Part of the problem is that our culture of tolerance has so infected the church that we don’t like to talk about anything that isn’t positive or uplifting. In this context, we don’t live in a dangerous world where anything can happen, including the death of children like Job experienced (I have too), or losing a marriage to porn as many women have. We don’t see God as dangerous, but rather as a gentle old grandfather. The God of the Bible I read about is kind, loving, gentle, merciful, incredibly patient, hates sin, uncompromisingly holy, gets furious when His people turn their backs on Him and turn to idols, and yes, allows people to choose the terror of an eternity in hell.
Some of our church services don’t threaten our comfort zones; they enable them. We walk out on a pink cloud when there are times when we desperately need the piercing conviction of the Holy Spirit. We don’t talk about the things that make people squirm, like porn, or masturbation, or lost marriages because of it. As a result, many are lukewarm, dying inside from mediocrity, apathy, and the lack of being challenged for a God who is worth giving their all for. They wander through life, trying to maintain the illusion of control.
The God of the Bible that I know from personal experience is dangerous. Some of His discipline I’ve received has been excruciating, yet He’s used it to shape me and blow away some of my messed up theology. Knowing Him is an adventure; there’s nothing like the joy that comes from being in His presence, or the possibilities and purpose that come our way. His love is like nothing I’ve experienced in my life; beyond knowledge. When His love fills my heart, the depth of peace and contentment I experience… it’s a taste of Heaven. Bible knowledge, doing good works for God, and trying to “be a good Christian” all miss the mark when we make them the thing we base our Christianity on. “Come to me”… an invitation to know and experience the dangerous God of love, says it all.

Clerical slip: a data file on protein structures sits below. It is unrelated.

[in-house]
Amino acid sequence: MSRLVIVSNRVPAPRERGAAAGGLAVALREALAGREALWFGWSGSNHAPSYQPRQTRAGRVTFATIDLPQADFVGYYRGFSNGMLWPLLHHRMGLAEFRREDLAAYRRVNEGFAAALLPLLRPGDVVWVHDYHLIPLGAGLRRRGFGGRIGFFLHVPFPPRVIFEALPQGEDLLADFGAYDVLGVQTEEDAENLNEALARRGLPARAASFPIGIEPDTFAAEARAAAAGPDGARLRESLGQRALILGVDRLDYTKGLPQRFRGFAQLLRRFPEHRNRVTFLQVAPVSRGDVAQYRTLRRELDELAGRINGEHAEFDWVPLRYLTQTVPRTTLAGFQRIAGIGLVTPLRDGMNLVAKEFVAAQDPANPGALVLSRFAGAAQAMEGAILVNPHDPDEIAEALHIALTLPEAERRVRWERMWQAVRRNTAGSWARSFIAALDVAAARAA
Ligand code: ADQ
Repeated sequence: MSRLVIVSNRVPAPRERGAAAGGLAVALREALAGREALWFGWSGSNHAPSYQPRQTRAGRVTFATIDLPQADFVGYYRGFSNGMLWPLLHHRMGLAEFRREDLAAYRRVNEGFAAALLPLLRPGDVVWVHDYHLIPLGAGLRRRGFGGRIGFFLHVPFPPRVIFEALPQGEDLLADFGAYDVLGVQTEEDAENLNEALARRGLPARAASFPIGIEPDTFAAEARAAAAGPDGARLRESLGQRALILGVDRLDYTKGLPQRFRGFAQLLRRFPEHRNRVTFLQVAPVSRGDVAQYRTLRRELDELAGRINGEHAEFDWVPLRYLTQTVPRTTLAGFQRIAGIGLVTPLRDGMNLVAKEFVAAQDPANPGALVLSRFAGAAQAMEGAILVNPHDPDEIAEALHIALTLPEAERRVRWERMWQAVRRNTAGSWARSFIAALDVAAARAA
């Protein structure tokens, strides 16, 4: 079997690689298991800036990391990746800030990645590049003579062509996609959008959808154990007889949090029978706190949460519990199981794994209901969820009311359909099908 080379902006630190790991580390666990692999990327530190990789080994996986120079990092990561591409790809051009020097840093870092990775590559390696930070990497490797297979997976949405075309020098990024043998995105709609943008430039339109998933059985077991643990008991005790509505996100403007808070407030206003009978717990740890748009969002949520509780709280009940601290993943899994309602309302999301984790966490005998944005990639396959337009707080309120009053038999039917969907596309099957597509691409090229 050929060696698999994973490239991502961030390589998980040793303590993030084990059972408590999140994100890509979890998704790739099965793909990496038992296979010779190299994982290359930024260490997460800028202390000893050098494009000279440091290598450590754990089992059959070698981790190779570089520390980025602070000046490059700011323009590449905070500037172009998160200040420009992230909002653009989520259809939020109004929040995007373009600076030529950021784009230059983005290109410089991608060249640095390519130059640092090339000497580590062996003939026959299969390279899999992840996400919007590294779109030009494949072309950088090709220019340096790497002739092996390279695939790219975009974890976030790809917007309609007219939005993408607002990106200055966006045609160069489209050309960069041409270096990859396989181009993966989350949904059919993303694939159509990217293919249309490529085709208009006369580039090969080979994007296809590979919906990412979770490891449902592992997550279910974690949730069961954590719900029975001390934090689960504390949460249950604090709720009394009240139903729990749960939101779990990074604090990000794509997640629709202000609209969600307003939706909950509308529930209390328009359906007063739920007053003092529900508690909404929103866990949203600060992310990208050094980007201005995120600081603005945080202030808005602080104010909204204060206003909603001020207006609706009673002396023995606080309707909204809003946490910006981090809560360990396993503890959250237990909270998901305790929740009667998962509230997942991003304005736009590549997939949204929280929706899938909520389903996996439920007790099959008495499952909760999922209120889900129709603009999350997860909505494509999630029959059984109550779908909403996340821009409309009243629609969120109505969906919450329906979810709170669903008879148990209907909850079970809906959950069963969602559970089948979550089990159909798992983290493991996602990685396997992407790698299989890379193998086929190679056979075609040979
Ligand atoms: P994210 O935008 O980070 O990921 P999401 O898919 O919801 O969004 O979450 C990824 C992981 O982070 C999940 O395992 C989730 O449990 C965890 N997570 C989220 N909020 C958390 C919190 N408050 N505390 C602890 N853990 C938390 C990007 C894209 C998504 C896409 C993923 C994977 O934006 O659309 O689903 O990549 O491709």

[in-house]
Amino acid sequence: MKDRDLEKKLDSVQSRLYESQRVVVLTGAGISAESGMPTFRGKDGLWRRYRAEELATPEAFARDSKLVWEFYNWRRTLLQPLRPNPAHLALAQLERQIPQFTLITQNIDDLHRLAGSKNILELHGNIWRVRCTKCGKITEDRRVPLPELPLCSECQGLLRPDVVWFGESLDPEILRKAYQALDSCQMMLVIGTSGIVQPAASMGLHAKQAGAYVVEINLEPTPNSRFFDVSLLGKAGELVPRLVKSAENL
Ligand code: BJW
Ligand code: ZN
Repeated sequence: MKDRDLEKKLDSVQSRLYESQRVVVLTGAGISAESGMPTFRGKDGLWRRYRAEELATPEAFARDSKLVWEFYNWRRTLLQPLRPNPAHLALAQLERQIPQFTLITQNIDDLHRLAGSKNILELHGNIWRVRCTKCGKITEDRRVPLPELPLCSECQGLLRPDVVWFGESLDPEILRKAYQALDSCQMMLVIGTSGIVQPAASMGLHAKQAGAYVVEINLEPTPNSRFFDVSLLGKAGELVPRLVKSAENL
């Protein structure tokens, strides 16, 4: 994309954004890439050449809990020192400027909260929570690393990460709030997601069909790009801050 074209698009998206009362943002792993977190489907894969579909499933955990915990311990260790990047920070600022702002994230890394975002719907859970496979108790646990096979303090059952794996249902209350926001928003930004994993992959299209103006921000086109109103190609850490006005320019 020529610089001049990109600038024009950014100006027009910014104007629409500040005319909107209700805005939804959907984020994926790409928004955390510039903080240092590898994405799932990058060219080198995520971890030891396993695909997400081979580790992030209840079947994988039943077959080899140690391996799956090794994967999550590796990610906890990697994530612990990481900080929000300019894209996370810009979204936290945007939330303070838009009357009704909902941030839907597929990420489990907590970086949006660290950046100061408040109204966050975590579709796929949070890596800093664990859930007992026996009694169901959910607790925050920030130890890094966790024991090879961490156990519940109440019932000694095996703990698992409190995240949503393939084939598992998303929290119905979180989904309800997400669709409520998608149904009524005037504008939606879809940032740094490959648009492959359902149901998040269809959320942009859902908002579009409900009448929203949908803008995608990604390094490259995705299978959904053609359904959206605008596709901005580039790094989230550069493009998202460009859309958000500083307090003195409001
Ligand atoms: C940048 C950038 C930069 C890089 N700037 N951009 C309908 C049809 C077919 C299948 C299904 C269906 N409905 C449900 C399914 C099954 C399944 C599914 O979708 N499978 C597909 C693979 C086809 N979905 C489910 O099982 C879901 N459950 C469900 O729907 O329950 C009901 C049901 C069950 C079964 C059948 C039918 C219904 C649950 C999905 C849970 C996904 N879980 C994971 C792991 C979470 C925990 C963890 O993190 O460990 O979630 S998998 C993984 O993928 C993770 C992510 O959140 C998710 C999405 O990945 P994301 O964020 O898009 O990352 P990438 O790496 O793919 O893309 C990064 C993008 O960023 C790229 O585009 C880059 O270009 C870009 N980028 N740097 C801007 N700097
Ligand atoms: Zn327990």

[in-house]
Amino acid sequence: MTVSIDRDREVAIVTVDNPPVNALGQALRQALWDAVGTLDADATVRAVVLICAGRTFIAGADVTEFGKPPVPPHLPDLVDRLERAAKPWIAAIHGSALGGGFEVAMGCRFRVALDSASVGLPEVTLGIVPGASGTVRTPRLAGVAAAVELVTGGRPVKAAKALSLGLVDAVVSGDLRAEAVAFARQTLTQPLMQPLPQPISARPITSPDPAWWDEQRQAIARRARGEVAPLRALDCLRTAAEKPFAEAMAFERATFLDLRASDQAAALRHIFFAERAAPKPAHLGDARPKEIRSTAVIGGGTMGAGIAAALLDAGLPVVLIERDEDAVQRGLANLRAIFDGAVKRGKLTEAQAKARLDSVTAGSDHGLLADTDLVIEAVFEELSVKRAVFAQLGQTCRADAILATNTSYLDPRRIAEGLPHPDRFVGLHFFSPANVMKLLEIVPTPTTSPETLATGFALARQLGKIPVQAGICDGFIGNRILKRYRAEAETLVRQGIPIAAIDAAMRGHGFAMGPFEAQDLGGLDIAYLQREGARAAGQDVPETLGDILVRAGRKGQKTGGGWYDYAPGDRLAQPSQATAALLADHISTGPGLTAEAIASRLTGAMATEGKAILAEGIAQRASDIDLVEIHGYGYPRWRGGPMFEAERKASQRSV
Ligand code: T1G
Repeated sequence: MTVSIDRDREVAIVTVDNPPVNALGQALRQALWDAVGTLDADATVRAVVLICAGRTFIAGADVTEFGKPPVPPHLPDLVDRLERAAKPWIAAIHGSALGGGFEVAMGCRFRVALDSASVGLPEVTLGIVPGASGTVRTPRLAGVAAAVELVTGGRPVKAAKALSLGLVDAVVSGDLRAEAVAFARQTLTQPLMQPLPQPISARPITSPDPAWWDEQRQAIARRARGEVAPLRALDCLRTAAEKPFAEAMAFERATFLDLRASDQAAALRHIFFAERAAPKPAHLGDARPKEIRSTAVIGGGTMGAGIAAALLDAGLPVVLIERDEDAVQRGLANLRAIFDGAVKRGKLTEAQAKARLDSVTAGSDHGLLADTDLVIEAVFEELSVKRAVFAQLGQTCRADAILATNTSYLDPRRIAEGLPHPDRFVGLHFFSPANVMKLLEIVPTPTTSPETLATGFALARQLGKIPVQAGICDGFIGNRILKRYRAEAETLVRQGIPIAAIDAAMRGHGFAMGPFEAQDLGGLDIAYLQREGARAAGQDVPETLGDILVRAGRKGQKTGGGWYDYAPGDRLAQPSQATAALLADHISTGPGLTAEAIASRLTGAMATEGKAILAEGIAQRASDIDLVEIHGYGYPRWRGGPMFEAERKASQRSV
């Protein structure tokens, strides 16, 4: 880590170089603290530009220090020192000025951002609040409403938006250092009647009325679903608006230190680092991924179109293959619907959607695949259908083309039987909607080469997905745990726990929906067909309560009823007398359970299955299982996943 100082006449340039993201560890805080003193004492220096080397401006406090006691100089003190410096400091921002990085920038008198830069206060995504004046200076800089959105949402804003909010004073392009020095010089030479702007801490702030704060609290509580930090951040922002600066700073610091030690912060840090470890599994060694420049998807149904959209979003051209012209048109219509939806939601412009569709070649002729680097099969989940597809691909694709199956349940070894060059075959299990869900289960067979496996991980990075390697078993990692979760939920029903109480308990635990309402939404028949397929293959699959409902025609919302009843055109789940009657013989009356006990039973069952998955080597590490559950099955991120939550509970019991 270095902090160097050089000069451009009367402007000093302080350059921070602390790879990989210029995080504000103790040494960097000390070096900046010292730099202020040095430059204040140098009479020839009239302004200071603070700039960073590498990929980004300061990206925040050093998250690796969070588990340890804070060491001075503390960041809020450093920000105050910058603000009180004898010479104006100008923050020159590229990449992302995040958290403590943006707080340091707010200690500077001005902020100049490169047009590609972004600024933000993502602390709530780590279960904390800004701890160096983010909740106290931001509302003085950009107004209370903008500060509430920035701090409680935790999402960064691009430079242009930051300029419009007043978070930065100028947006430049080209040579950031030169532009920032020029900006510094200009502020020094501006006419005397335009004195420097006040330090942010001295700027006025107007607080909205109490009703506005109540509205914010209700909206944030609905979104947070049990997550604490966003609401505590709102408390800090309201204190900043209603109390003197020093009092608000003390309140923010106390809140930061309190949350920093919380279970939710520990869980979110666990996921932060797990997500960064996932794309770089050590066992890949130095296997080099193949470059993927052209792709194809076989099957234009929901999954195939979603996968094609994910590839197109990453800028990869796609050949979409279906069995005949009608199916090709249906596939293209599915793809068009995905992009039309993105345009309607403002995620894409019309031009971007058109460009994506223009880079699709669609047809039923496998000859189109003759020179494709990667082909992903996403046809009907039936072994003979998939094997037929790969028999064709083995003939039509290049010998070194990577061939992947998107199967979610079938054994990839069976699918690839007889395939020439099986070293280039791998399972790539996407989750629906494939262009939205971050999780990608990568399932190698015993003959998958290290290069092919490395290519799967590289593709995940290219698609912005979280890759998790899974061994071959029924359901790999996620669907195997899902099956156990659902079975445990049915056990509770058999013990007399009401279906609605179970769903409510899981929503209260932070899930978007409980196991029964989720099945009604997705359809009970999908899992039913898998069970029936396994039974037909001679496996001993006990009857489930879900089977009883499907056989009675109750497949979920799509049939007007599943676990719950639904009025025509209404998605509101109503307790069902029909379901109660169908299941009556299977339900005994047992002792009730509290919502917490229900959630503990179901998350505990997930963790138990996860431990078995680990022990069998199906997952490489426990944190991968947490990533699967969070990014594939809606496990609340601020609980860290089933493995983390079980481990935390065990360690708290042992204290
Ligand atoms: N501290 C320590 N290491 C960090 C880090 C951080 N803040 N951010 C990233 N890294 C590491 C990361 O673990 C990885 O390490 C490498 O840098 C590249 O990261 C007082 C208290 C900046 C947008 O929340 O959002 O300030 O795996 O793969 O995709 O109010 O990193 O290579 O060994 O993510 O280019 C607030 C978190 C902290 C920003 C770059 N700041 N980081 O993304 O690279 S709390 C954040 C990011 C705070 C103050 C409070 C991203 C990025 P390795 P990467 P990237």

There’s another faulty theology God has destroyed many times in my life.
When my sin was so deep, wretched, and evil that I hated myself, receiving forgiveness seemed impossible. I thought God was done with me. I thought He was like other broken people whose patience is short, love is small, and have a tendency to blow off those who hurt them. I’ve expected the same treatment from Him that I know I would be tempted to use on others: “I’m done with you.”
Except that, God kept blowing my theology away. His grace is so good that sometimes it’s hard to believe, even grasp. How can you forgive someone who hurts you repeatedly? No one loves like that. But He does. When I was at my lowest and doubting every promise in His word, He kept showing up, pressing in, and speaking to me. It got to the point to where doubting His love and forgiveness would have been harder than accepting it.
When we sin, all we need to do is say “I have sinned”; that’s it. We’re forgiven and cleansed. No groveling, begging, trying to pay for or make up for the sin is required or even wanted. He just wants to restore the relationship. That’s hard to receive when you’ve fallen so far you can’t see the light at the top of the pit, I know. But as Jesus told the Sons of Thunder, He came to save those who are lost.
So how about you? Where are you today? What’s going on in your heart? Which is bigger and more satisfying to you: your theology, or your relationship with God?
Which should it be?